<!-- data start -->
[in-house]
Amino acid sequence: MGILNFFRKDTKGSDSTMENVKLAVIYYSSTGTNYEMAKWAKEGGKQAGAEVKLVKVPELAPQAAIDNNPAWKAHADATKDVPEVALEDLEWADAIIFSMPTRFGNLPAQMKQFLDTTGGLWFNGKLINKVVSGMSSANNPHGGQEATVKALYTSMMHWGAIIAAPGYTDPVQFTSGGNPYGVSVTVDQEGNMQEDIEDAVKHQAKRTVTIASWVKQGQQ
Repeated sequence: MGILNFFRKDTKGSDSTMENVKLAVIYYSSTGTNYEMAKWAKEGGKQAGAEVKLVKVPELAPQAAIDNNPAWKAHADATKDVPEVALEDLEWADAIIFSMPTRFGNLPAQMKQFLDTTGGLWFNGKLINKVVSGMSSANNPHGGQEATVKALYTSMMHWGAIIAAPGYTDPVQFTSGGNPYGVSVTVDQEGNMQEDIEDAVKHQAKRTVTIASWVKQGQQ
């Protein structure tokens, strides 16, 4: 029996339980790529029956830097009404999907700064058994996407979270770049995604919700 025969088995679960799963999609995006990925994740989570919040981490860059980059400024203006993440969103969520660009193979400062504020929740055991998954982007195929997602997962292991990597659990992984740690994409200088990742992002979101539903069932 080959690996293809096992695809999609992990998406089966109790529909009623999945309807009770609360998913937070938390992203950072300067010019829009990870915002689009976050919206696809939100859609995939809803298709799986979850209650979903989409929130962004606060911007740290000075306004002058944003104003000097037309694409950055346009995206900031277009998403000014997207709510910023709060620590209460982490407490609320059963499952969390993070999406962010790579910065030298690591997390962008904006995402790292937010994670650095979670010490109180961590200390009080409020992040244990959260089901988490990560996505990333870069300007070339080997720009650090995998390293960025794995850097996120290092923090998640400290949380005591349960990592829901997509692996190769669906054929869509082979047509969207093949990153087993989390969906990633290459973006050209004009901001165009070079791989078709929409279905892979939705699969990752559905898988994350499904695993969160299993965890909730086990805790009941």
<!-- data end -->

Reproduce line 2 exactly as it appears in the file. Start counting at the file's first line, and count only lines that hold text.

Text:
Amino acid sequence: MGILNFFRKDTKGSDSTMENVKLAVIYYSSTGTNYEMAKWAKEGGKQAGAEVKLVKVPELAPQAAIDNNPAWKAHADATKDVPEVALEDLEWADAIIFSMPTRFGNLPAQMKQFLDTTGGLWFNGKLINKVVSGMSSANNPHGGQEATVKALYTSMMHWGAIIAAPGYTDPVQFTSGGNPYGVSVTVDQEGNMQEDIEDAVKHQAKRTVTIASWVKQGQQ